Africa’s digital inferno
The electronic devices many Westerners discard end up in places like Agbogbloshie, Africa’s biggest e-waste dump, where toxic fumes endanger workers’ health
Karim thrashed at the flickering yellow and green flames with an iron rod. The fire threw out glistening sparks, acrid smoke bubbled up. Karim’s eyes watered, his lungs rattled. When the toxic fire was finally extinguished, a charred clump of wire was all that remained of the bulky old computer. Karim might get two Ghanaian cedis for it, less than a Euro. In the short term it’s enough
to survive, but in the long run he will probably be killed by this work in Agbogbloshie, Africa’s biggest e-waste dump in the Ghanain capital of Accra.
In the rich countries where the digital scrap comes from, no one cares. So long as consumers in the developed world want ever more electrical devices, ever faster; so long as they do not want to pay for the proper disposal; and so long as ruthless criminals can make good money, trade in the dangerous waste will continue to flourish.
While his lump of copper and plastic cooled down, Karim lit a bent cigarette. That would probably be the healthiest thing that the 18-year-old would inhale. The throbbing head, burning eyes, scraping in the throat, pain in the chest: Karim did not know what hurt most. But he knew where it came from: From the toxic smoke that billowed over the dump day and night.
On a crunching carpet of broken screen glass, the trademark insignias piled up, symbols of a life that Karim would never know. Discarded TV sets, computers, DVD players, kitchen devices and telephones. Philips, Sony, Nokia, Dell and Canon, they have all landed here.
Karim had no clue how to start a laptop, how to heat up soup in a microwave or how to operate a scanner. But he knew how to break them with a stone, a rod or simply with the help of gravity, and how to set them alight with refrigerator isolation foam.
Wasteland of e-waste
The United Nations estimates that between 20 million and 50 million tons of e-waste are produced globally every year. In most industrialized countries, there are laws to ensure that the garbage of the wealthy is recycled or disposed of in an environmentally responsible way.
This, however, is expensive, and not very popular with consumers and traders. Therefore a lot of e-waste ends up in garbage bins. This is not only bad for the environment, but, in times of rising prices, it is also economically unwise. “Through illegal export we lose precious resources,” said Eric Rehbock, CEO of the Federal Association for Secondary Raw Materials and Disposal in Bonn, Germany. “Often the devices are dismantled unprofessionally in the import countries. That leads to severe environmental pollution and serious health problems for the workers.”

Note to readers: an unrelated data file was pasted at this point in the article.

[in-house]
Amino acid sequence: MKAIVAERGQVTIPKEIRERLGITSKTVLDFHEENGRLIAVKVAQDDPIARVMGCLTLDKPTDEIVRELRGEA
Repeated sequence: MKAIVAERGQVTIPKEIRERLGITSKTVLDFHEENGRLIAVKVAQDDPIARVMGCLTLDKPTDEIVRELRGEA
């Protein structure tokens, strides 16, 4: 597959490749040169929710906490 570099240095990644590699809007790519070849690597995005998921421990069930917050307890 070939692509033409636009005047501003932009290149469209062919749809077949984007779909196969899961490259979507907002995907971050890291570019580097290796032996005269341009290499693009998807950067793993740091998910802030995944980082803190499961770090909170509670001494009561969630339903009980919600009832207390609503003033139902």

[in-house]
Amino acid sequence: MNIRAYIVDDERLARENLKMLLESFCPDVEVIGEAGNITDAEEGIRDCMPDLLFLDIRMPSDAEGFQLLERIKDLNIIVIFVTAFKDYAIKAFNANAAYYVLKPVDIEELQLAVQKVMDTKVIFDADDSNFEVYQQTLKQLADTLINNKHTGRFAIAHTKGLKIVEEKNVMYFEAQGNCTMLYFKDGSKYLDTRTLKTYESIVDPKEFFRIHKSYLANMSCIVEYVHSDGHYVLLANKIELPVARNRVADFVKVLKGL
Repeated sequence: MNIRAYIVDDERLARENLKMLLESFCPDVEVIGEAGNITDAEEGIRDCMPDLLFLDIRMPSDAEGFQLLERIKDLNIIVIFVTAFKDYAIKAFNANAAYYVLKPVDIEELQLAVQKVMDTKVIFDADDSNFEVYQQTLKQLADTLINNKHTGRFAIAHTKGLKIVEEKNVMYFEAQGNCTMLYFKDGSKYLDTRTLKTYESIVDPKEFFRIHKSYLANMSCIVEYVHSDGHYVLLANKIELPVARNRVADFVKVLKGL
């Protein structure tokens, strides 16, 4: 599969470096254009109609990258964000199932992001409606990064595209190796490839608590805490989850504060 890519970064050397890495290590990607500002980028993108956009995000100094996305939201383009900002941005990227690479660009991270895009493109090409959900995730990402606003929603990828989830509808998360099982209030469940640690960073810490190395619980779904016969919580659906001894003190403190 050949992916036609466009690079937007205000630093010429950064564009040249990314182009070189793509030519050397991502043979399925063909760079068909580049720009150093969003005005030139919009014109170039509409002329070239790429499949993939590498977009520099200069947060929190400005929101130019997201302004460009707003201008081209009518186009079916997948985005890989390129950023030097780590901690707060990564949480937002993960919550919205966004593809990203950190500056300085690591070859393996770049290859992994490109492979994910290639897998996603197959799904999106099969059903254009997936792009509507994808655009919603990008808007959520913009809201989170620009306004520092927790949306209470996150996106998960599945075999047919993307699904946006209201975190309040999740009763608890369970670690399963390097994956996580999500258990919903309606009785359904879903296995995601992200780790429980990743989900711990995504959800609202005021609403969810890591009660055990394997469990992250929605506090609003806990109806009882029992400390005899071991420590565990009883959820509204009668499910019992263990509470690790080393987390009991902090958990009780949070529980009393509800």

Instead of being recycled in the countries of origin, e-waste is often declared as trading goods or charitable aid and exported to Asia or Africa. Often, it goes to Ghana’s main harbor, which is a two-hour drive from Agbogbloshie. Containers full of electronics arrive there every day.
“Sometimes the ruthless traders in Europe or America put some half-functional devices in the containers, in order to declare it as used goods,” said Emmanuel Dogbevi, a Ghanaian journalist. “But the vast majority is just rubbish.”
Dogbevi was one of the first to report on the immoral trade between the first and the third worlds. “Recently, a few people who were involved in the intrigues of the e-waste mafia were arrested, but still, not enough is being done against it. In Ghana, many politicians deny the problem, and in Europe, politicians are obviously not too keen to tackle this multimillion-dollar business,” he said.
All industrialized countries except the U.S. signed the Basel Convention. This international framework was put in place to ensure that e-waste is only brought to countries where it can be recycled in an environmentally sound way. But up to two-thirds goes to developing countries, where the waste is not treated properly.
Life, death and lead
Worker Ibrahim was shaken by a coughing fit while burning an old washing machine. Sometimes there was blood in the 21-year-old’s phlegm. Like most of the young men and boys who worked on the dump that locals often call “Sodom and Gomorrah,” he seemed to be quite mellow from the toxic fumes. The inner effects were often worse than the cuts that covered workers’ feet and hands in Agbogbloshie. Hardly anyone could afford gloves and shoes, let alone a mask.
Greenpeace took soil and ash samples in Agbogbloshie four years ago. In some samples, the concentration of lead was more than 100 times higher than normal, the concentration of cadmium 50 times higher. The environmental organization also detected many other chemicals.
“Many of them are highly toxic, some may affect children’s developing reproductive systems, while others can affect brain development and the nervous system,” said Kevin Bridgen, who conducted the survey.
Nothing is known yet about the possible long-term effects.
“Once, some scientist came and took our blood samples to test them in a lab, but we never heard anything of them again,” said Abdulai Abdulrahman, chairman of the association of the scrap workers.
A little river writhed slowly through the bleak dump. Its water was black and without life. Where it flowed into the Atlantic, fishermen had fewer and fewer fish and more and more e-waste in their nets. For years, environmentalists have called for a ban on the shipping of e-waste to Africa. Karim, who burned it every day, did not want to hear that: “What shall I live on, if you keep your waste for yourself?”
Commenting is not available in this channel entry.